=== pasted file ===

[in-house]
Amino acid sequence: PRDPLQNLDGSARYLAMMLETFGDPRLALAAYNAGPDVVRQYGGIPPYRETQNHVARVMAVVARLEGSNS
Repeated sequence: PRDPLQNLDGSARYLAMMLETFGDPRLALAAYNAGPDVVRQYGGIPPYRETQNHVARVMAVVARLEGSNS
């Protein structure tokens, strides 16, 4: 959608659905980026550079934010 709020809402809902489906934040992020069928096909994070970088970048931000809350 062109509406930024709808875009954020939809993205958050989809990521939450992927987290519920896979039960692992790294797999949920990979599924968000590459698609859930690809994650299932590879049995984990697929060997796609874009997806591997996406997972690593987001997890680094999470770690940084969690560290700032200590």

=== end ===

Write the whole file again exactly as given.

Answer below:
[in-house]
Amino acid sequence: PRDPLQNLDGSARYLAMMLETFGDPRLALAAYNAGPDVVRQYGGIPPYRETQNHVARVMAVVARLEGSNS
Repeated sequence: PRDPLQNLDGSARYLAMMLETFGDPRLALAAYNAGPDVVRQYGGIPPYRETQNHVARVMAVVARLEGSNS
């Protein structure tokens, strides 16, 4: 959608659905980026550079934010 709020809402809902489906934040992020069928096909994070970088970048931000809350 062109509406930024709808875009954020939809993205958050989809990521939450992927987290519920896979039960692992790294797999949920990979599924968000590459698609859930690809994650299932590879049995984990697929060997796609874009997806591997996406997972690593987001997890680094999470770690940084969690560290700032200590």